Criminals, or those who have committed criminal acts, are often sentenced more severely or less according to whether or not they have expressed remorse for what they have done. They are also released on parole, or not, on the same grounds. If there is such a thing as wilful naivety, this seems to me wilfully naive.
It is obvious that where there is both a demand and a reward for expressions of remorse, there will be a supply. Where such expressions are rewarded, it is impossible to know whether or not they are sincere. And yet a strange degree of importance is attached by our criminal justice system to precisely such expressions. You pretend to be sorry, and we’ll pretend to believe you. How often have I heard an advocate for the defence claim that his client has expressed remorse for what he did, or a prosecution or a sentencing judge remark that the accused’s lack of remorse is an aggravating circumstance!
Anthony Daniels appears in every edition of Quadrant.
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The assumption behind the importance attached to remorse is that it is some guide to a person’s future actions, in the case of a criminal to the likelihood of his committing further crimes. Surely no human being, at least if he vaguely resembled me, could, after the most summary self-examination, truly believe such a thing. Few of us who sometimes over-indulge, for example, do not genuinely regret having done so, and inly swear never to repeat the episode; our remorse, and our wish never to repeat, is genuine enough. But few of us who know ourselves would place much money on a wager that we shall never again over-indulge.
If sincere and genuine remorse is not to be trusted as a guide to our future conduct, how little is the insincere variety of this emotion to be trusted! As if this were not bad enough, there is no method by which we can distinguish sincerity from its opposite, at least in the circumstances in which we might be called upon to make the distinction in order to decide someone’s immediate fate. It would be a harsh man who denied the sincerity of John Profumo’s remorse after his downfall, for he expressed it away from the glare of publicity and without hope or expectation of reward; but this is very far from the circumstances that obtain in the case of criminals in the dock or in prison who know what they must do to lighten their sentence or obtain early release.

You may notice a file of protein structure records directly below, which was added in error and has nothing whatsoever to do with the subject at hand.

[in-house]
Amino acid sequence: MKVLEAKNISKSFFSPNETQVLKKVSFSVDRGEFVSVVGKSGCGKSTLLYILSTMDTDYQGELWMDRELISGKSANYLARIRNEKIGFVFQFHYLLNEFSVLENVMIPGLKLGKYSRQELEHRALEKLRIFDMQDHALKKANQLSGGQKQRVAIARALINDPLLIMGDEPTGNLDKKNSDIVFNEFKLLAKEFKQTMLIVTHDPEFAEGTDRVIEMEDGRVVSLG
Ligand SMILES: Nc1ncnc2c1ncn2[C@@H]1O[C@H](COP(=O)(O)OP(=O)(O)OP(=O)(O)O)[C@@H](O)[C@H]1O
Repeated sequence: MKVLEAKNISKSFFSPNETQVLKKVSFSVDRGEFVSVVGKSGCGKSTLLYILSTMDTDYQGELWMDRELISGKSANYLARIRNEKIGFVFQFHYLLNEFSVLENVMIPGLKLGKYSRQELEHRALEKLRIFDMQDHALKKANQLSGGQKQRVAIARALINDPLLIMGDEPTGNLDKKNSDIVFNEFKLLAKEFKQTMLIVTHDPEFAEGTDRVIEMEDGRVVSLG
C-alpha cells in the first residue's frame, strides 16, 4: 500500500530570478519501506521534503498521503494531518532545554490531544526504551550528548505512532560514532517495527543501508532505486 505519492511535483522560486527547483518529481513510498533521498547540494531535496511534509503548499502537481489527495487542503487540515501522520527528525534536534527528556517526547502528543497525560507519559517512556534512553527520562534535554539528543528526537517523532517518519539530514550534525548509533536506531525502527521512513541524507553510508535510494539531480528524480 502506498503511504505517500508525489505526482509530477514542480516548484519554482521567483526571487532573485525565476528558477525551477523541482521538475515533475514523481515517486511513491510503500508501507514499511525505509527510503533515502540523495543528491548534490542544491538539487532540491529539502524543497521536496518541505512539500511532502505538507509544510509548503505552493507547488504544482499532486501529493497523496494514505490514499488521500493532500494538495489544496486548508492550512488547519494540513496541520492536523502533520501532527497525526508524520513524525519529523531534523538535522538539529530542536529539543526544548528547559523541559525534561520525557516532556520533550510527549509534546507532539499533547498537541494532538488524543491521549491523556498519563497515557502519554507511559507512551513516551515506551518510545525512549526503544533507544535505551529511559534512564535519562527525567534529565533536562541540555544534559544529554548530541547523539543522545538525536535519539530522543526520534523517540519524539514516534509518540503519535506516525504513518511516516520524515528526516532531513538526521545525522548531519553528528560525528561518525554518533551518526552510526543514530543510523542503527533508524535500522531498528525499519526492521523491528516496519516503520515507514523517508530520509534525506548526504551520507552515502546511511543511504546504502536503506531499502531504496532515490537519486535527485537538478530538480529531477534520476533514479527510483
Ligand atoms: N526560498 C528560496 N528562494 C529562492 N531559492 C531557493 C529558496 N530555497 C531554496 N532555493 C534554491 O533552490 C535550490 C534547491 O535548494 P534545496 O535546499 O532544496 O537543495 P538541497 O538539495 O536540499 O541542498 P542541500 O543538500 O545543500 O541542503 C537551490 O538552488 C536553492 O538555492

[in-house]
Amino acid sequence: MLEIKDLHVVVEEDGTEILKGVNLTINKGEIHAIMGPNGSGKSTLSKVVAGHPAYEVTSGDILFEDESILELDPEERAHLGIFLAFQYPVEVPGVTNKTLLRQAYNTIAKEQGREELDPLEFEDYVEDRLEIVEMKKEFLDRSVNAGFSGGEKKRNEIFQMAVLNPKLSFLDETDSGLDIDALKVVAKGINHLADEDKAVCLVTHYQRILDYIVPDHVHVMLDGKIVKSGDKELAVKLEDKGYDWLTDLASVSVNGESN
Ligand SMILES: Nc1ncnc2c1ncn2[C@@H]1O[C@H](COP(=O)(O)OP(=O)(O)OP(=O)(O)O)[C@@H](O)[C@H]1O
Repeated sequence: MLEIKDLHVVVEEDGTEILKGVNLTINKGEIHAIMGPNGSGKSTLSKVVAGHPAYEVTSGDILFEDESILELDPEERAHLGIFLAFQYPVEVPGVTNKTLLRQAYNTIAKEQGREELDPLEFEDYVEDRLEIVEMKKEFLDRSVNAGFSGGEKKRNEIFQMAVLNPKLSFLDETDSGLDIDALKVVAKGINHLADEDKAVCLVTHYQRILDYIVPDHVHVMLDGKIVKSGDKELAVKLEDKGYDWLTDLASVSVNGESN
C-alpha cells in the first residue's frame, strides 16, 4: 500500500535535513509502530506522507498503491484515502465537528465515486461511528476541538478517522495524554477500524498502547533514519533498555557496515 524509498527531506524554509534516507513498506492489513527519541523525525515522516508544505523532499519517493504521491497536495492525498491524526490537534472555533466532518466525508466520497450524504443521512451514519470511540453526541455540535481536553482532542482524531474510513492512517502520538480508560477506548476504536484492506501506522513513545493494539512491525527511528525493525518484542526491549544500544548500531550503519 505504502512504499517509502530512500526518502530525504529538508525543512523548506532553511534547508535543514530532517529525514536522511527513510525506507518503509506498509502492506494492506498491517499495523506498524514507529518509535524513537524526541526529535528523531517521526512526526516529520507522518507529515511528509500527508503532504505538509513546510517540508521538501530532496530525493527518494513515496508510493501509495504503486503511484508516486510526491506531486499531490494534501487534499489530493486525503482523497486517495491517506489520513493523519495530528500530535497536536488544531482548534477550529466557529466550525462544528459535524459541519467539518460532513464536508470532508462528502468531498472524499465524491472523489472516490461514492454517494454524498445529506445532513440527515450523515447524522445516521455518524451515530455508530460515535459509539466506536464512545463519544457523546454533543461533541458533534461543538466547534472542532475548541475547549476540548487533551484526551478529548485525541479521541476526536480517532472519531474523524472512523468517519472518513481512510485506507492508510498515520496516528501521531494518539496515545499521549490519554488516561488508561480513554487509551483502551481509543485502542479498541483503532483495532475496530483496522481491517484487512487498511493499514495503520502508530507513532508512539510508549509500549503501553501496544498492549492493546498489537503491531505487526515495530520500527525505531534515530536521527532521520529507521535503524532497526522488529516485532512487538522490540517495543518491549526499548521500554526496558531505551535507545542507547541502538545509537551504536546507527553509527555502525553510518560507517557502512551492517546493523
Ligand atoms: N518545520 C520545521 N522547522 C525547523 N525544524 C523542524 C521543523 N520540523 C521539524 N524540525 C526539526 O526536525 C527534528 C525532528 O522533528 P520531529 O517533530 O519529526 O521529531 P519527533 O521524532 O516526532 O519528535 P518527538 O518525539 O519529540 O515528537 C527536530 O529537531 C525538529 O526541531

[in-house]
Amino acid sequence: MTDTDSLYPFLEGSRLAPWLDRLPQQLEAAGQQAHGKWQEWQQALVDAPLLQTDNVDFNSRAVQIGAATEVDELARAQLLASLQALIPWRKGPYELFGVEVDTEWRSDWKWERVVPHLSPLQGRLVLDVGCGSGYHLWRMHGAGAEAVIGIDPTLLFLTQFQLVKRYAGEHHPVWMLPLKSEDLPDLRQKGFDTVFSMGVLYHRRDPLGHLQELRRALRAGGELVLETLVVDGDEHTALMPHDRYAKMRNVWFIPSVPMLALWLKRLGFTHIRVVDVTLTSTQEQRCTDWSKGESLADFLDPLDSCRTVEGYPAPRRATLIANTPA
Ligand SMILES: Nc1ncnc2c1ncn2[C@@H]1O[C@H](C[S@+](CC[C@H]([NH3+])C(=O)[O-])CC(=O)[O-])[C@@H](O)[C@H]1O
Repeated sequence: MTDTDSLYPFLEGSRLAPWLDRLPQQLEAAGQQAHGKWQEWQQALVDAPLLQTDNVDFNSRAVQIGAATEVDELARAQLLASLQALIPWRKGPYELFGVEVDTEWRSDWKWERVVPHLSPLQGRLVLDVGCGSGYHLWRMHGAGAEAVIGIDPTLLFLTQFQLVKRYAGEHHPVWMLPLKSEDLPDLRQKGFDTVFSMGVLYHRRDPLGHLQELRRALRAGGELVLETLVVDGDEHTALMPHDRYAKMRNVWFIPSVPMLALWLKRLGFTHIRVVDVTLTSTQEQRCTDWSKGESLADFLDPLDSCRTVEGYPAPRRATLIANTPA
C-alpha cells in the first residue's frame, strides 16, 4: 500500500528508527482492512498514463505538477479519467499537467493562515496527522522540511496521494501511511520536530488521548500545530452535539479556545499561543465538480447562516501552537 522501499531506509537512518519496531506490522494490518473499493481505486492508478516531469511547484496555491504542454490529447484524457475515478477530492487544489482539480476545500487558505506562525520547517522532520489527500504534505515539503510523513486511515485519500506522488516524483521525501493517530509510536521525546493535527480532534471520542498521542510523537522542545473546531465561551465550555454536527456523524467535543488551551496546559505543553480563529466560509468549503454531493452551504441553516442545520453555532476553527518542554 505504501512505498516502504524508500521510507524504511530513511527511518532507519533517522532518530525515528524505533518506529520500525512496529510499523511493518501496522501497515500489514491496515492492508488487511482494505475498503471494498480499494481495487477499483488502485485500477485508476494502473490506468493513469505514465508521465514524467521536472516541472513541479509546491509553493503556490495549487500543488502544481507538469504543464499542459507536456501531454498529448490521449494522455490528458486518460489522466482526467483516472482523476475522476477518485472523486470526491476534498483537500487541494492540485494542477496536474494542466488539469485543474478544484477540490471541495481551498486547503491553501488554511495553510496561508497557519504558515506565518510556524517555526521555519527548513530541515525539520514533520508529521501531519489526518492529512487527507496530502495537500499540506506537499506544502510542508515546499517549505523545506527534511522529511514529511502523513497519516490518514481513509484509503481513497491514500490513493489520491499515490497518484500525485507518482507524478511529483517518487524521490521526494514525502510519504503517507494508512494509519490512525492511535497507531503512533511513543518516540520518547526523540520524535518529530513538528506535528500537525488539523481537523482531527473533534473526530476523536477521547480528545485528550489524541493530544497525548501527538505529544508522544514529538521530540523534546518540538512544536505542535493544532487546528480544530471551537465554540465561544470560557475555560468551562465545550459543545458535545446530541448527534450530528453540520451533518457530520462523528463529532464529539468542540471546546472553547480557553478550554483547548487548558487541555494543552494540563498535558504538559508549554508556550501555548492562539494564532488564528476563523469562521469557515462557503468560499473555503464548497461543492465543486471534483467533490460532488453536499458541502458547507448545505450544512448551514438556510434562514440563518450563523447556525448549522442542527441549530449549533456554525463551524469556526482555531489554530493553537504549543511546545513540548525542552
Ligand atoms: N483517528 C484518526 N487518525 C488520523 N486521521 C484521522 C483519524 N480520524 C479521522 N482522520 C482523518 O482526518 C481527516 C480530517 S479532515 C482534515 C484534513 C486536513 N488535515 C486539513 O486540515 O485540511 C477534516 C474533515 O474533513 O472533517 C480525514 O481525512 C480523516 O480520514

Behind the emphasis on remorse as a guide to the severity or otherwise of punishment is the assumption that the latter, punishment, is therapy, a kind of cure of the soul, in the way that a diet is a cure for the body. Its principal object is the reform of the punished, and once that reform is achieved, there is no further justification for it. But this cannot be so.
Suppose that after the war a Nazi criminal had said that he was sorry, that he now realised that slaughtering immense numbers of people was very wrong and that he would never do it again; moreover that we believed his protestations to be sincere, that he had undergone a religious-type conversion in the matter, and furthermore that the empirical chances of his ever being able to act in a like manner, the Nazi power having been broken once and for all, were zero; would we have merely set him free because there was no point in punishing him? And is everyone to be given the freedom to commit one terrible crime, provided only that he is sufficiently remorseful afterwards?
It is, of course, very unpleasant to meet people who express no remorse after they have committed some atrocious act. I once met a man in prison, and indeed treated him medically, who impaled three children on railings after he had killed them because they interrupted his television viewing. He seemed not to know what all the fuss was about, let alone experience feelings of remorse. He was one of those relatively few men whom I have met who seemed to impart a physical chill to a room when he entered it.
One may smile, and smile, and be a villain.
—Hamlet, Act I, scene v